Living Letters solidarity visit to Angola and Mozambique

18 to 28 July 2009

Child soldier in Chicala, Angola, 2002. Photo: Paul Jeffrey/ACT International

A team of church representatives from Portugal, Switzerland and Brazil is paying a solidarity visit to churches, ecumenical organizations and civil society organizations in Angola and Mozambique.

Travelling as a "Living Letters" team on behalf of the World Council of Churches (WCC), the group will spend five days in each of the two countries, which share some common historical traits of colonial rule, liberation, civil war and reconstruction. In both countries churches are engaged in reconciliation efforts and overcoming violence.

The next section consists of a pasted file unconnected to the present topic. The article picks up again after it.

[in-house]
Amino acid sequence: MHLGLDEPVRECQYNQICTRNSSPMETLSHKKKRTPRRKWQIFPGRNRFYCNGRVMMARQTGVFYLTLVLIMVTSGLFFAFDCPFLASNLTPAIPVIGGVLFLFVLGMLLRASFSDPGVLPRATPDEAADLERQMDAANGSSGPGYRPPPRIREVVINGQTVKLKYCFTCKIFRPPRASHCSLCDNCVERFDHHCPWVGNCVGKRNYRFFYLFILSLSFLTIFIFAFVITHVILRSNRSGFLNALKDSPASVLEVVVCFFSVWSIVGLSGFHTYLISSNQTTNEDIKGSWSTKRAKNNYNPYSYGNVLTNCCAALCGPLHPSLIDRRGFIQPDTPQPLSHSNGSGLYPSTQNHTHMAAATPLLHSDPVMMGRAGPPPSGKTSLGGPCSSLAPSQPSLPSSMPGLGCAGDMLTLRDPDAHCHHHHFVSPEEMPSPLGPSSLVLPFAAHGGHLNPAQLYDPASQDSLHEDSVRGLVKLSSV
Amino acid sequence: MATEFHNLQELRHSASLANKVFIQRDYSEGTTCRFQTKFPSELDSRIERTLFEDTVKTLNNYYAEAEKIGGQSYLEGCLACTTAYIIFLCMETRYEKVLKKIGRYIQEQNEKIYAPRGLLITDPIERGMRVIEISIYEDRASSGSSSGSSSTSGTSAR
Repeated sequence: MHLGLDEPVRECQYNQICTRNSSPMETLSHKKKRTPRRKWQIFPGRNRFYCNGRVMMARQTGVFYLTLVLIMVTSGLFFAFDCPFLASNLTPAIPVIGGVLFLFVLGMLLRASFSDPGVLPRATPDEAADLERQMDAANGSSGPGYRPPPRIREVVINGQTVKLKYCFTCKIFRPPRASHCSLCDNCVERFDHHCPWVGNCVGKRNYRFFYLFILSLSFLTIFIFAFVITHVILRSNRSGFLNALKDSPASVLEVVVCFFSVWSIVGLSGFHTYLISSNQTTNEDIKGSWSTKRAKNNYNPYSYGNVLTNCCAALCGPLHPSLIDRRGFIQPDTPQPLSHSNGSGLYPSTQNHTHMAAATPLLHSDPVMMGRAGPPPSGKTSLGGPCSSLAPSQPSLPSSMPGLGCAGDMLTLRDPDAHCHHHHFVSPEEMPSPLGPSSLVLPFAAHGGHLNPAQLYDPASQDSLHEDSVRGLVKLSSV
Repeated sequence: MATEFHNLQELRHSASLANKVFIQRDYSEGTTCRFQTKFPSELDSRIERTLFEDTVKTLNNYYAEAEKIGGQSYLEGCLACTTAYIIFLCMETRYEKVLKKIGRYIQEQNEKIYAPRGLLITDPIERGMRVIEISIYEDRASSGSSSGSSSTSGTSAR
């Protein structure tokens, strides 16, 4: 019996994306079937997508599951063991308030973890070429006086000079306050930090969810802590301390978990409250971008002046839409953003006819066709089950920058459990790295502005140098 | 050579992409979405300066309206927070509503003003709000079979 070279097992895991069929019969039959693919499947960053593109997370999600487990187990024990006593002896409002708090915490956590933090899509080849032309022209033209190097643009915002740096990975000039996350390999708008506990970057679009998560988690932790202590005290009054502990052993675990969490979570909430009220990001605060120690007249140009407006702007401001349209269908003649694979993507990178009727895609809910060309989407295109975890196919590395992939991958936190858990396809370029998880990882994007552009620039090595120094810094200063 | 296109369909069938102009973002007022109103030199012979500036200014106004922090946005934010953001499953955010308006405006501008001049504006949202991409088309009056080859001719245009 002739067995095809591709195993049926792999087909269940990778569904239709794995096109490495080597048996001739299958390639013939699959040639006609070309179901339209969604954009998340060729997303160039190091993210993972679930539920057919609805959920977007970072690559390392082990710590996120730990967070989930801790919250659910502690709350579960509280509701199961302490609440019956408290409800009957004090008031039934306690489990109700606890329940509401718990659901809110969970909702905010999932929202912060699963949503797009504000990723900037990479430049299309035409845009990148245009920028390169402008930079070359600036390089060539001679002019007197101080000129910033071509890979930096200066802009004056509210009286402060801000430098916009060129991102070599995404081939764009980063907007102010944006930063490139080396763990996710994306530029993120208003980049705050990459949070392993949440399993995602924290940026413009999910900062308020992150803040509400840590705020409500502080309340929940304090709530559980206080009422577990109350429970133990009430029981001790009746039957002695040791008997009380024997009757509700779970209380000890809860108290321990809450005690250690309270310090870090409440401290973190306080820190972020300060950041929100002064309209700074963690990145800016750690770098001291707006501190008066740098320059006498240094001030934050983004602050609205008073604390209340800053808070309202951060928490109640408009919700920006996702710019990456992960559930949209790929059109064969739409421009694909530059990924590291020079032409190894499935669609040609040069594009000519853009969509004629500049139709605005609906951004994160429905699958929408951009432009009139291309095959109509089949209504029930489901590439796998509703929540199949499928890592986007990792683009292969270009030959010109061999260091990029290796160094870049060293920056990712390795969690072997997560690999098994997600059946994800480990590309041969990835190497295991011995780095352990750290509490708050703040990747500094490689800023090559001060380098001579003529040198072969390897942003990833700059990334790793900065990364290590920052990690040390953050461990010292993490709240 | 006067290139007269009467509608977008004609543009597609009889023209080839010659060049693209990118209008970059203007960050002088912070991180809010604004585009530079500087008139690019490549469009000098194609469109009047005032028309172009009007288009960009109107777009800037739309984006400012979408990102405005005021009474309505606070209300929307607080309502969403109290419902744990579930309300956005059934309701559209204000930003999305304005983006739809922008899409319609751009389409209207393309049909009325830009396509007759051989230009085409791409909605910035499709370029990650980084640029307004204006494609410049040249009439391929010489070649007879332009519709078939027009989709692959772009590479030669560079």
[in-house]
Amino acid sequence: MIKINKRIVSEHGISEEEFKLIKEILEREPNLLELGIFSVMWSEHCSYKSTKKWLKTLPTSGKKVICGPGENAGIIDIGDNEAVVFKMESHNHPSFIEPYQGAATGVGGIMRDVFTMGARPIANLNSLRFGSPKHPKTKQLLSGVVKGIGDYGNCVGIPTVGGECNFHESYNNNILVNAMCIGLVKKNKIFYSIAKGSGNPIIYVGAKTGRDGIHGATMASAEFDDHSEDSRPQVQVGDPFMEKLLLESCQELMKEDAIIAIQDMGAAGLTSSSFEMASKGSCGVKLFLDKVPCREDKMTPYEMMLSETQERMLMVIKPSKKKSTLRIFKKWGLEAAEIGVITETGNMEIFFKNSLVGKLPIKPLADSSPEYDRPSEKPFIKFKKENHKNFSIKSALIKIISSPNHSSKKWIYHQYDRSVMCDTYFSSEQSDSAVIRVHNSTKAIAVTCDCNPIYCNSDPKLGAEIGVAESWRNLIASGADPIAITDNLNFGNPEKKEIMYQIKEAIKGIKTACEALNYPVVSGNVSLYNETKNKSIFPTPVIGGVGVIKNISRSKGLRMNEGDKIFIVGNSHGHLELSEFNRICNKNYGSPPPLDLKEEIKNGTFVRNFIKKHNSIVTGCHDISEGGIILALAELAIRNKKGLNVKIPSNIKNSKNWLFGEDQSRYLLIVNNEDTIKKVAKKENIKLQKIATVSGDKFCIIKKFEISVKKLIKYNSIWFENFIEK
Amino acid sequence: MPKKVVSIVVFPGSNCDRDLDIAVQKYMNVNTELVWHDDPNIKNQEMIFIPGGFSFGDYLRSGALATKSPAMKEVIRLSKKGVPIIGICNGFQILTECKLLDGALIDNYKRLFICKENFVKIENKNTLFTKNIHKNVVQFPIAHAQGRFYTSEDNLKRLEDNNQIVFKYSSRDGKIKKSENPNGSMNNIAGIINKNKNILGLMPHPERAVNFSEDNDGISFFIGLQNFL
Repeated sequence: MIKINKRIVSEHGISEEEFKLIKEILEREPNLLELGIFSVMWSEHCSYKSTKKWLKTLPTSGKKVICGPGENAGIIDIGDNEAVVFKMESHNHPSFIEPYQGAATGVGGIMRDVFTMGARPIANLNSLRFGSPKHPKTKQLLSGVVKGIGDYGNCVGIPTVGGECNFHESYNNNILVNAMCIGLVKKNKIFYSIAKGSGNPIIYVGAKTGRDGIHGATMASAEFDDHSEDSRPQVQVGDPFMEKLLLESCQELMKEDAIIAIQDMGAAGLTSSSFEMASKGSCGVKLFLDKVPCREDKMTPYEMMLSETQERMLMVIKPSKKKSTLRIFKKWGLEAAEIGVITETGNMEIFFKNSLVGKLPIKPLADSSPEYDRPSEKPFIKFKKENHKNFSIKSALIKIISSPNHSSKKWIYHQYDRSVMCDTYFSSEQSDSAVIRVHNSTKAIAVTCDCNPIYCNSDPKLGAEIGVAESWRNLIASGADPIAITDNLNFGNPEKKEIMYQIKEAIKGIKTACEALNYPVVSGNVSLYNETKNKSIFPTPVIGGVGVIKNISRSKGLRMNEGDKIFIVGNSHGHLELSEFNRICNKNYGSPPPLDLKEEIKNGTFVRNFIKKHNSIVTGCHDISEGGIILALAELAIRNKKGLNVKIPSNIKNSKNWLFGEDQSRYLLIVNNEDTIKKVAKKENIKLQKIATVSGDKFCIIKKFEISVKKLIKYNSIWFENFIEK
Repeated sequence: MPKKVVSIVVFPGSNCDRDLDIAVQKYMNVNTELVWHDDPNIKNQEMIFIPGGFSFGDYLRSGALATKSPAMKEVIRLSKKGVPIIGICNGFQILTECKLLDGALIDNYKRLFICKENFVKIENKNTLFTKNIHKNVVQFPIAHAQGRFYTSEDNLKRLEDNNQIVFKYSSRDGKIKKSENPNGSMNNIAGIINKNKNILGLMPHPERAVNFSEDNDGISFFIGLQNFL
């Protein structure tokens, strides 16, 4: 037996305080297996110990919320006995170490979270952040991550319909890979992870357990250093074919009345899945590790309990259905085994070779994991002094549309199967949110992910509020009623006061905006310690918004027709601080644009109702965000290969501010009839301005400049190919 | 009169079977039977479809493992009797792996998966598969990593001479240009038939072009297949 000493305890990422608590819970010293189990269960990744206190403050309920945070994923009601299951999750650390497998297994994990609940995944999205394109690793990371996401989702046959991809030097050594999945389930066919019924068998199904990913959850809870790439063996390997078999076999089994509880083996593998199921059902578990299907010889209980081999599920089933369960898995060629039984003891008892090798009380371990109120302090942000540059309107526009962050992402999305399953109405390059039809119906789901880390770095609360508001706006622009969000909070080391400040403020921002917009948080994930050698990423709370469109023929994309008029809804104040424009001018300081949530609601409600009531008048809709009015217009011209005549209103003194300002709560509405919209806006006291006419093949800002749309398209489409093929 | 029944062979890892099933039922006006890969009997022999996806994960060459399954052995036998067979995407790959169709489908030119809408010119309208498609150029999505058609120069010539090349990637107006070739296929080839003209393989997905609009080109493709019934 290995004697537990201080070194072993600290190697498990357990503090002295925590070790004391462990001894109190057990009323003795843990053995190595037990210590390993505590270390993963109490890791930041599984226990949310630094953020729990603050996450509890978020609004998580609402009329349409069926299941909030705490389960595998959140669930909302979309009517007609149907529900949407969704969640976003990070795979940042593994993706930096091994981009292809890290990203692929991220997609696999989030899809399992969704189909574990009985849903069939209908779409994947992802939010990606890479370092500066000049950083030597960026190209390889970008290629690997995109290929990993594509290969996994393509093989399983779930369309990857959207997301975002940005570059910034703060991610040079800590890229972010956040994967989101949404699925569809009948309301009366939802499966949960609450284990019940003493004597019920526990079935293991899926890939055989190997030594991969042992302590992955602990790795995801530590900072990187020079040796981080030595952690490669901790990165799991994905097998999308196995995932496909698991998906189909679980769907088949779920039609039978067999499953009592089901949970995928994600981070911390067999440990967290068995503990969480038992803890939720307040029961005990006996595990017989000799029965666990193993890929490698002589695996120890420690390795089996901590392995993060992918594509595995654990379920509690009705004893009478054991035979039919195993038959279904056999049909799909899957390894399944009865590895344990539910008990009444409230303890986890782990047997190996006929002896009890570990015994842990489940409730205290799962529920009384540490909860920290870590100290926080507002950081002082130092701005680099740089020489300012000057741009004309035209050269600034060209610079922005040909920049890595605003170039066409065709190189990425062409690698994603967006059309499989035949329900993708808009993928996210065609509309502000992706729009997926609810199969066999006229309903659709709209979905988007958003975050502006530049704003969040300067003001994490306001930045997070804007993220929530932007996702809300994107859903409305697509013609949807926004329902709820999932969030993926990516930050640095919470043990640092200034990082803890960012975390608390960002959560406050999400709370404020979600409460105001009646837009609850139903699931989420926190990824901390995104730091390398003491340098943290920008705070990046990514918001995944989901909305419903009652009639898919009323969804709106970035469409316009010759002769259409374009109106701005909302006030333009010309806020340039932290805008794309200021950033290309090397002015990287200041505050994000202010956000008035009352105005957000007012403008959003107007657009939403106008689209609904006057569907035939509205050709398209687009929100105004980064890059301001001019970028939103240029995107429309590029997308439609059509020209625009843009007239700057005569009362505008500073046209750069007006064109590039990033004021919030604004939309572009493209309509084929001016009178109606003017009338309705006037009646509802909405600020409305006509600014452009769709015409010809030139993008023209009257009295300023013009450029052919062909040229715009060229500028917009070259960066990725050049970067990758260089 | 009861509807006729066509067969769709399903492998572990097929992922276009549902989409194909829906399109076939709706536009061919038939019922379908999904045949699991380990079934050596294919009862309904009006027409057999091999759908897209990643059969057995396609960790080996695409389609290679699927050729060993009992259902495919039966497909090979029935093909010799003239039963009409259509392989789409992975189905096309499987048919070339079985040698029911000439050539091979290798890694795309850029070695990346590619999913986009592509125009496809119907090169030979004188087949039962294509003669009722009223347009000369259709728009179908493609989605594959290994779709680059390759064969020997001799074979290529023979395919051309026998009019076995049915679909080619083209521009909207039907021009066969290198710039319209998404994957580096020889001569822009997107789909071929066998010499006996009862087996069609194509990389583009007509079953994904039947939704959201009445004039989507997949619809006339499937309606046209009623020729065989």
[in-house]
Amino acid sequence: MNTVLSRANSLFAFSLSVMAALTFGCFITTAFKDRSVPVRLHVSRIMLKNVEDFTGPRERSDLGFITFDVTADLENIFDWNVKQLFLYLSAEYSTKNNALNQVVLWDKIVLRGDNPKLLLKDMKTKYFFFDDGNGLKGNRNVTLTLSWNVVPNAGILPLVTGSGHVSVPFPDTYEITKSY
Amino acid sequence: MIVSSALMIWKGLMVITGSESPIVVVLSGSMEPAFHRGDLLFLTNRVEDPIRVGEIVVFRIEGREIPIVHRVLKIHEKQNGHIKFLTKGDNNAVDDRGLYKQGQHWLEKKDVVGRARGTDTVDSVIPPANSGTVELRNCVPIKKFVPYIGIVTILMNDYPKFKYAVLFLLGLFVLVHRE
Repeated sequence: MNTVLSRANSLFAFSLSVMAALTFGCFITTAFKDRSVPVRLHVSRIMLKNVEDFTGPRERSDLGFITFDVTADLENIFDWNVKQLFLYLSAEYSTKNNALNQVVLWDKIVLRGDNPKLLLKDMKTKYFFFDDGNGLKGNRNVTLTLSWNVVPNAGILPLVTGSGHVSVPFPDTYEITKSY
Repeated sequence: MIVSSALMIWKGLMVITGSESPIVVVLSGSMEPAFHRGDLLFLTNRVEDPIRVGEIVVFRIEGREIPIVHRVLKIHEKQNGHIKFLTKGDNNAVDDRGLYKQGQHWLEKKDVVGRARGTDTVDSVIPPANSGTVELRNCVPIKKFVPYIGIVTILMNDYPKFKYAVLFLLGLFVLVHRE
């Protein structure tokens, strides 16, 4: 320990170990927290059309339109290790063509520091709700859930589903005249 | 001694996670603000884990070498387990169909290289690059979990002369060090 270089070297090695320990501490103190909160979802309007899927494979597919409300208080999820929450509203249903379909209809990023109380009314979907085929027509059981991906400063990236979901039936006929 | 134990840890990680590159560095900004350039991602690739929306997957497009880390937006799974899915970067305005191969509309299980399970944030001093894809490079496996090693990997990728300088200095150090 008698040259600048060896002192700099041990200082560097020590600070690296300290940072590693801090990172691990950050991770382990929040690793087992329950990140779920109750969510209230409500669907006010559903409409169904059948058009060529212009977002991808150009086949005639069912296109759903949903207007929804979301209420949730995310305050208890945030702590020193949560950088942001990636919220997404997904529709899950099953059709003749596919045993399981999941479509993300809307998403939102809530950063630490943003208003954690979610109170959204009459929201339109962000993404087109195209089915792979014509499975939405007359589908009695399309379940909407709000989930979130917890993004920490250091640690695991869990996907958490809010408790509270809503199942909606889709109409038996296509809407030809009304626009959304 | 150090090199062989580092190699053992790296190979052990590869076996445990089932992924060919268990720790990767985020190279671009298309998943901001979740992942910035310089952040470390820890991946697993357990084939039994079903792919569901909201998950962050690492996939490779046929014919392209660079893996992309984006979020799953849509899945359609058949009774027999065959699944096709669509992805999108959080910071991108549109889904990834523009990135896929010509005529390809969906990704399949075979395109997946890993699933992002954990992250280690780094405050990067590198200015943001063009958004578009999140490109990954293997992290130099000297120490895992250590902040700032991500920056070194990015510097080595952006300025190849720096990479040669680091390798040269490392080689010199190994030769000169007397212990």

In Angola the visit is being hosted by the Council of Christian Churches in Angola (CICA). After gaining independence from Portugal in 1975, the country suffered a 27-year civil war which killed hundreds of thousands of people and devastated the economy and infrastructure. Despite the current post-war reconstruction boom the majority of the population still lives in poverty.

The Christian Council of Mozambique (CCM) hosts the Living Letters team in the second leg of the visit. Shortly after its independence from Portugal in 1975, Mozambique was drawn into the struggle against white rule taking place in neighbouring South Africa and Rhodesia (today's Zimbabwe). Until a political settlement was reached in 1992, war and famine killed up to a million people. Between 2000 and 2002 successive floods and a severe drought hit the country. Today economic growth is fast, although poverty is widespread.